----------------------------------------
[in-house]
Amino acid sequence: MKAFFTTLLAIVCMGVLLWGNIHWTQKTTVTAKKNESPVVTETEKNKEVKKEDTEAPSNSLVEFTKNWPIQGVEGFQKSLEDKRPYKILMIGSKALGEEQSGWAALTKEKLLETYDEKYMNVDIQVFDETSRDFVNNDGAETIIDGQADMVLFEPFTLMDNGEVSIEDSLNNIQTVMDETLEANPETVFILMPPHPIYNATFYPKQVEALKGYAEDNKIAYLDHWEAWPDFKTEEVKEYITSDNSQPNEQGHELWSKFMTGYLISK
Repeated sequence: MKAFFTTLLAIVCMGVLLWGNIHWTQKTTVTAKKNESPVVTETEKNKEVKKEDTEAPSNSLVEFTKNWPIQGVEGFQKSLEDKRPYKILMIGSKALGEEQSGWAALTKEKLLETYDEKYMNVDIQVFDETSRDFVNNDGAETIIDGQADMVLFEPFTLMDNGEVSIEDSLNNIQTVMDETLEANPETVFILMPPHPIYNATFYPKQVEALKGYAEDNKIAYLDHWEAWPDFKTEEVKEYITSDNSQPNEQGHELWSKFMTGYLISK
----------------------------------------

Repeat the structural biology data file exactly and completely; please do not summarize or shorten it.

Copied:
[in-house]
Amino acid sequence: MKAFFTTLLAIVCMGVLLWGNIHWTQKTTVTAKKNESPVVTETEKNKEVKKEDTEAPSNSLVEFTKNWPIQGVEGFQKSLEDKRPYKILMIGSKALGEEQSGWAALTKEKLLETYDEKYMNVDIQVFDETSRDFVNNDGAETIIDGQADMVLFEPFTLMDNGEVSIEDSLNNIQTVMDETLEANPETVFILMPPHPIYNATFYPKQVEALKGYAEDNKIAYLDHWEAWPDFKTEEVKEYITSDNSQPNEQGHELWSKFMTGYLISK
Repeated sequence: MKAFFTTLLAIVCMGVLLWGNIHWTQKTTVTAKKNESPVVTETEKNKEVKKEDTEAPSNSLVEFTKNWPIQGVEGFQKSLEDKRPYKILMIGSKALGEEQSGWAALTKEKLLETYDEKYMNVDIQVFDETSRDFVNNDGAETIIDGQADMVLFEPFTLMDNGEVSIEDSLNNIQTVMDETLEANPETVFILMPPHPIYNATFYPKQVEALKGYAEDNKIAYLDHWEAWPDFKTEEVKEYITSDNSQPNEQGHELWSKFMTGYLISK